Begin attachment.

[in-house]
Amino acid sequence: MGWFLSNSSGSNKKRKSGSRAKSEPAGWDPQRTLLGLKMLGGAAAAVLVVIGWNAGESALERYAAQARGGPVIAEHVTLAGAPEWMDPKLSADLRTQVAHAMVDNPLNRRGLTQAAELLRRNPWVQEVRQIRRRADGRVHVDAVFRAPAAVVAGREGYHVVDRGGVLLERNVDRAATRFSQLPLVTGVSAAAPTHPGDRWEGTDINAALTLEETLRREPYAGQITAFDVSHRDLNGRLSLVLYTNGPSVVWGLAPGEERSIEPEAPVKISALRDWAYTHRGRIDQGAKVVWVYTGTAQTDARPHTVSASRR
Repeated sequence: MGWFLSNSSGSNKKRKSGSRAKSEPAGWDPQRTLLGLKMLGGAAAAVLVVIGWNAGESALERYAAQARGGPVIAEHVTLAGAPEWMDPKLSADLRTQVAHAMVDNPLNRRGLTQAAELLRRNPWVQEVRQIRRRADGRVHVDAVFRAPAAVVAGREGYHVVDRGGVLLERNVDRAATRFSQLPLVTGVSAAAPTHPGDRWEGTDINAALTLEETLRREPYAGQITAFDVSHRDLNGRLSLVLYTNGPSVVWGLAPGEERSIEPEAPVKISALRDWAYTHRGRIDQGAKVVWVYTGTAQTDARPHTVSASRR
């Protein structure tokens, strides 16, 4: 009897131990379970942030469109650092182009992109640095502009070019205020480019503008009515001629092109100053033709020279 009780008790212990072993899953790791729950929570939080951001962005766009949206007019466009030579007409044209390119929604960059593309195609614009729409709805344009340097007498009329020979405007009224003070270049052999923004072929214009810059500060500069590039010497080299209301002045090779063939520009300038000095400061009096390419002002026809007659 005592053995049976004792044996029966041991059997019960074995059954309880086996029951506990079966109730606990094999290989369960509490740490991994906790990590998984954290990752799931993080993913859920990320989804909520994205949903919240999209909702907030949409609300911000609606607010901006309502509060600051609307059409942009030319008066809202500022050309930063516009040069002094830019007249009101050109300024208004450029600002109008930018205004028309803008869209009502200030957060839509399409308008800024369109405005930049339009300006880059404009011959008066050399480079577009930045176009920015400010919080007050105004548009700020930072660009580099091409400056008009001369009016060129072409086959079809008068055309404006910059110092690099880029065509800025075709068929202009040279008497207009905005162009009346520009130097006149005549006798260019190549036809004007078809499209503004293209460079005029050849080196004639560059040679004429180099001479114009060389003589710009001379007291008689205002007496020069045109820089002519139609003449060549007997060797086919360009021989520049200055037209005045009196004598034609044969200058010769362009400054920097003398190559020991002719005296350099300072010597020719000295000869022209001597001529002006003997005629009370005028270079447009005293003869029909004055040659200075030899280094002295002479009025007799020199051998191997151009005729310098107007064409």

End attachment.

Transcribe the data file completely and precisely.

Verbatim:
[in-house]
Amino acid sequence: MGWFLSNSSGSNKKRKSGSRAKSEPAGWDPQRTLLGLKMLGGAAAAVLVVIGWNAGESALERYAAQARGGPVIAEHVTLAGAPEWMDPKLSADLRTQVAHAMVDNPLNRRGLTQAAELLRRNPWVQEVRQIRRRADGRVHVDAVFRAPAAVVAGREGYHVVDRGGVLLERNVDRAATRFSQLPLVTGVSAAAPTHPGDRWEGTDINAALTLEETLRREPYAGQITAFDVSHRDLNGRLSLVLYTNGPSVVWGLAPGEERSIEPEAPVKISALRDWAYTHRGRIDQGAKVVWVYTGTAQTDARPHTVSASRR
Repeated sequence: MGWFLSNSSGSNKKRKSGSRAKSEPAGWDPQRTLLGLKMLGGAAAAVLVVIGWNAGESALERYAAQARGGPVIAEHVTLAGAPEWMDPKLSADLRTQVAHAMVDNPLNRRGLTQAAELLRRNPWVQEVRQIRRRADGRVHVDAVFRAPAAVVAGREGYHVVDRGGVLLERNVDRAATRFSQLPLVTGVSAAAPTHPGDRWEGTDINAALTLEETLRREPYAGQITAFDVSHRDLNGRLSLVLYTNGPSVVWGLAPGEERSIEPEAPVKISALRDWAYTHRGRIDQGAKVVWVYTGTAQTDARPHTVSASRR
């Protein structure tokens, strides 16, 4: 009897131990379970942030469109650092182009992109640095502009070019205020480019503008009515001629092109100053033709020279 009780008790212990072993899953790791729950929570939080951001962005766009949206007019466009030579007409044209390119929604960059593309195609614009729409709805344009340097007498009329020979405007009224003070270049052999923004072929214009810059500060500069590039010497080299209301002045090779063939520009300038000095400061009096390419002002026809007659 005592053995049976004792044996029966041991059997019960074995059954309880086996029951506990079966109730606990094999290989369960509490740490991994906790990590998984954290990752799931993080993913859920990320989804909520994205949903919240999209909702907030949409609300911000609606607010901006309502509060600051609307059409942009030319008066809202500022050309930063516009040069002094830019007249009101050109300024208004450029600002109008930018205004028309803008869209009502200030957060839509399409308008800024369109405005930049339009300006880059404009011959008066050399480079577009930045176009920015400010919080007050105004548009700020930072660009580099091409400056008009001369009016060129072409086959079809008068055309404006910059110092690099880029065509800025075709068929202009040279008497207009905005162009009346520009130097006149005549006798260019190549036809004007078809499209503004293209460079005029050849080196004639560059040679004429180099001479114009060389003589710009001379007291008689205002007496020069045109820089002519139609003449060549007997060797086919360009021989520049200055037209005045009196004598034609044969200058010769362009400054920097003398190559020991002719005296350099300072010597020719000295000869022209001597001529002006003997005629009370005028270079447009005293003869029909004055040659200075030899280094002295002479009025007799020199051998191997151009005729310098107007064409």